A ChatGPT Plugin and DAO to Engage Marginalized Groups in AI


In this project, we set on developing a ChatGPT plugin that enables DAO (Decentralized Autonomous Organization) mechanisms to promote an ChatGPT-facilitated democratic decision process. This decentralized decision process will allow diverse marginalized populations, such as teenagers, people with disabilities, people of color, and people from the Global South, equal access to major decision makings and produce better decisions for communities and society at large.

High Level Questions

How far do you think personalization of AI assistants like ChatGPT to align with a user's tastes and preferences should go? What boundaries, if any, should exist in this process?

How to effectively engage vulnerable groups (e.g., teenegers, people with disabilities, people of color, and people from Global South) in making democratic decisions about AI?

We chose to focus on these questions mainly because they have direct, foreseeable impact on our target populations (i.e., teenagers, people with disabilities, people of color, and people from the Global South). We have worked closely with our target populations in past/ongoing research. We aim to include diverse voices in the decision-making process and ensure that AI rules are inclusive and equitable.

Our target populations are marginalized groups that could be disproportionally affected by these rules. Our broader goal is to inform AI developers, researchers and practitioners on how to navigate these thorny questions by considering inputs from these marginalized groups. Our expected results could also change how AI tools will be developed or at least configured so that our target marginalized groups will not be further marginalized because of AI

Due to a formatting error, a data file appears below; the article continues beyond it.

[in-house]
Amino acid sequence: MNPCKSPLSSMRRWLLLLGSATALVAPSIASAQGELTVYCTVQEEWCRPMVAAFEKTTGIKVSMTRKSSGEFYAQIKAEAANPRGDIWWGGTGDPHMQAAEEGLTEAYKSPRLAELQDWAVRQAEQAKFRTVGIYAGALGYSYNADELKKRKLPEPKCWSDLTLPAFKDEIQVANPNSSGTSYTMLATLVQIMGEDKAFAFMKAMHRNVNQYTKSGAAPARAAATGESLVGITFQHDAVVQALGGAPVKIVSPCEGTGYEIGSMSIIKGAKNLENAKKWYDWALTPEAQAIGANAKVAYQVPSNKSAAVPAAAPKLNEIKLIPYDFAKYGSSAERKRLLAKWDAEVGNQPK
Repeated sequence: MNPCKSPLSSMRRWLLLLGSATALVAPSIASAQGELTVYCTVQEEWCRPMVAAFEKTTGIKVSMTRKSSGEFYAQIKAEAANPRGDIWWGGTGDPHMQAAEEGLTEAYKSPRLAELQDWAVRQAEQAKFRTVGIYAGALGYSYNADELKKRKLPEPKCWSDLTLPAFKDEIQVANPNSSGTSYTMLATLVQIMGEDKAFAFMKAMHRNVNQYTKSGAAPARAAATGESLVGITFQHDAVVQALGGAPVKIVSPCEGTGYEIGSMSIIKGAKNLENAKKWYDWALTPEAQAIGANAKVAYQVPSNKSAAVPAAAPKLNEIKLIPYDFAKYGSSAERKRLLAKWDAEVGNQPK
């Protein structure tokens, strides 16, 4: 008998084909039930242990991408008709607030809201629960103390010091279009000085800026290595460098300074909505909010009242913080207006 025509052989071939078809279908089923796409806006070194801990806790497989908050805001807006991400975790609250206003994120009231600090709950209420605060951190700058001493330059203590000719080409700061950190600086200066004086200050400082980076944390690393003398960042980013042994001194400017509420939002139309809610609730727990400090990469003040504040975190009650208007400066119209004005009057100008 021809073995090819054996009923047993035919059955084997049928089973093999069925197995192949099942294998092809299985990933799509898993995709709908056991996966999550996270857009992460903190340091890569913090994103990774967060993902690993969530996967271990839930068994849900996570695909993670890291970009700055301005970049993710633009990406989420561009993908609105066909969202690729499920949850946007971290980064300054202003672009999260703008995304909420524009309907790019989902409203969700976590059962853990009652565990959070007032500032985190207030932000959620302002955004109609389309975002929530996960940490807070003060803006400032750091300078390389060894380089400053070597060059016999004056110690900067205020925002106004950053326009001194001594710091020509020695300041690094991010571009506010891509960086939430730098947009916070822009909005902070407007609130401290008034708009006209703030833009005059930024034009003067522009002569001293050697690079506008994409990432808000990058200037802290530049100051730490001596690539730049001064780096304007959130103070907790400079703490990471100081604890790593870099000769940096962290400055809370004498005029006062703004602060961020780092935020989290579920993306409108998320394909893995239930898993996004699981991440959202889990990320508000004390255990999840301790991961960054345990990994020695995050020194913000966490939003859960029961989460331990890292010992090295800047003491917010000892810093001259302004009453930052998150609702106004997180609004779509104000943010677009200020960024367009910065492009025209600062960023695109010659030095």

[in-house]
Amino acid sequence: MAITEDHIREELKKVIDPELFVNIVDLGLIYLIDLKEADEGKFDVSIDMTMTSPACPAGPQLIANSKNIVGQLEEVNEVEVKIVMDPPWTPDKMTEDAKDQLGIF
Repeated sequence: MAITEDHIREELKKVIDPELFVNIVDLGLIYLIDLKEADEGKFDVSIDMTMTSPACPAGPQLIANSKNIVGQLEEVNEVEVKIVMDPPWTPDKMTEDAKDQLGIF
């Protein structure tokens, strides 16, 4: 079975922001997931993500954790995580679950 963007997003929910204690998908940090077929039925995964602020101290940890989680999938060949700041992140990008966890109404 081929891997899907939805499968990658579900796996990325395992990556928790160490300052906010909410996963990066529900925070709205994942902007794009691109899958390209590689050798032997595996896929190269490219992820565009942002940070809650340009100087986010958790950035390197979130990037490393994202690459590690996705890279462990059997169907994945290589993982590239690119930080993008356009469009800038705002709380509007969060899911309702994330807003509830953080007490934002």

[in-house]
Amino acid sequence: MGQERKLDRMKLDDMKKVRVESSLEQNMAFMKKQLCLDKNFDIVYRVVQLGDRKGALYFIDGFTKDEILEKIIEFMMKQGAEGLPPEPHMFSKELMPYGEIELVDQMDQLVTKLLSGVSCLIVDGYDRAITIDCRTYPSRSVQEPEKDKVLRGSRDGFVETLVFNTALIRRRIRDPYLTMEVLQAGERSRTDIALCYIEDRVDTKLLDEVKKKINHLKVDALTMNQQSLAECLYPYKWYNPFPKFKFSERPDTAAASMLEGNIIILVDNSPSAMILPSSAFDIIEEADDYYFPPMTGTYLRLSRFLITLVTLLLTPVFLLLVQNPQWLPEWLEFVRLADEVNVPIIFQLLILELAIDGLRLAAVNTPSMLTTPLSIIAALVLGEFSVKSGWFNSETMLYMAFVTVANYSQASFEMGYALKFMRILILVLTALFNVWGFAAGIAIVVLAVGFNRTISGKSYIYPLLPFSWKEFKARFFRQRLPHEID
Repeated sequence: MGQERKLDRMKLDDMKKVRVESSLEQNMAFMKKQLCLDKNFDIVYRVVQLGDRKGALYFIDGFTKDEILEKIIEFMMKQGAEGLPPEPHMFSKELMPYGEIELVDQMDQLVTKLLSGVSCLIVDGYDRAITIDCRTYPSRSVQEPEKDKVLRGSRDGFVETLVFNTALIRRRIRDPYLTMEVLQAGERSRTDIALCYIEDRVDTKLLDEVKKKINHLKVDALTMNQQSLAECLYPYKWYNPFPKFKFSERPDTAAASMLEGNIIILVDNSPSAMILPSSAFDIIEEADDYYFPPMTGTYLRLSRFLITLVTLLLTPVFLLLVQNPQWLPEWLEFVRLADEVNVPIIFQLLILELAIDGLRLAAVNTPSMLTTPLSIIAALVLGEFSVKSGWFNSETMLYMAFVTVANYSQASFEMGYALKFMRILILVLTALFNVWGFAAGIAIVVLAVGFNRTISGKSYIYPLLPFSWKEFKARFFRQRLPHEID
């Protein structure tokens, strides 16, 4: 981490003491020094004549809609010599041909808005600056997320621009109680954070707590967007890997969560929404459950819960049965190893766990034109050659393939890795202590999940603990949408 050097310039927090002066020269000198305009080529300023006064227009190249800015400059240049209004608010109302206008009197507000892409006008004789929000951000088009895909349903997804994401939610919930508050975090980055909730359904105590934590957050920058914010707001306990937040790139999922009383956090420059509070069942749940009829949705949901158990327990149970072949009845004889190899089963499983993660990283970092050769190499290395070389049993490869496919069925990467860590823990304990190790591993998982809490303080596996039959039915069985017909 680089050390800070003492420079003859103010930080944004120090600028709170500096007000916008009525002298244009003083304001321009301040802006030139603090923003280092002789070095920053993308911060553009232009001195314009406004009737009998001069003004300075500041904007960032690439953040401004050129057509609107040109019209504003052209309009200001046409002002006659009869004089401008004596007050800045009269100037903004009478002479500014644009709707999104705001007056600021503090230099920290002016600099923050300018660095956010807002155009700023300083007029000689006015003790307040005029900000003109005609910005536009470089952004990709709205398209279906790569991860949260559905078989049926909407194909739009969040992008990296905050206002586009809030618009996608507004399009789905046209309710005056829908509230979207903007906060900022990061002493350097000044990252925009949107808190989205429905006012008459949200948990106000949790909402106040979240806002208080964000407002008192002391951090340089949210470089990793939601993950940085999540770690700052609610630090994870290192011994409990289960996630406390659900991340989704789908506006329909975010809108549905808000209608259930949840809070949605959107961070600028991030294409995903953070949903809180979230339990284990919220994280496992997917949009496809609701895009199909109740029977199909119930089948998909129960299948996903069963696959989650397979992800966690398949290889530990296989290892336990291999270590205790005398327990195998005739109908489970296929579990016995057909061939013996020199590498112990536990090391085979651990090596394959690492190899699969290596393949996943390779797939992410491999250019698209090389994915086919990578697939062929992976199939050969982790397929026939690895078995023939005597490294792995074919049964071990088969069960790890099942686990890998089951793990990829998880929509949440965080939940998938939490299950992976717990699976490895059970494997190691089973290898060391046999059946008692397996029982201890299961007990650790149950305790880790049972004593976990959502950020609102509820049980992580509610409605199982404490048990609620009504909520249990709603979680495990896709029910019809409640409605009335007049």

In our previous work, we conducted an empirical analysis of a diverse set of DAOs (100+) of various categories and smart contracts, leveraging onchain (e.g., voting results) and off-chain data (e.g., community discussions) as well as our interviews with practitioners. Specifically, we defined metrics to characterize key aspects of DAOs, such as the degrees of decentralization and autonomy for future DAO or related governance systems based on our findings. Building on the insights about DAO governance from our systematic analysis, we plan to develop mechanisms that can seamlessly integrate with AI (e.g.,ChatGPT) allowing users to actively participate in the democratic governance decision-making process. In particular, the DAO-like mechanisms will inform the development of AI system.


Yang Wang

Associate Professor at UIUC. Dr. Wang's interests focus on privacy and security, and public policy issues, especially regarding privacy. His current project involves Teaching High School Students about Cybersecurity and AI Ethics.

Yun Huang

Associate Professor at UIUC. Dr. Huang's interests include crowdsourcing systems, HCI, mobile applications and systems. One of her current project involves, advancing STEM Online Learning by Augmenting Accessibility and AI.

Tanusree Sharma

PhD Candidate at UIUC. She previously worked at Google, and Max Planck Institute on topic related Privacy/Security Risk Assessment Toolings. Her current work involves defining and evaluating decentralized governance metrics, in particularly in DAOs.

Dawn Song

Professor, Faculty co-Director of UC Berkeley Center on Responsible Decentralized Intelligence (RDI). Her work involves designing and developing new techniques and tools for Responsible AI.

Sunny Liu

Associate Director of the Stanford Social Media Lab. Her research involves designing and testing digital literacy interventions for older adults, adolescents, and rural residents.

Jeff Hancock

Harry and Norman Chandler Professor of Communication, founding director of the Stanford Social Media Lab, Stanford University. His work involves designing novel framework for AI-Mediated Communication.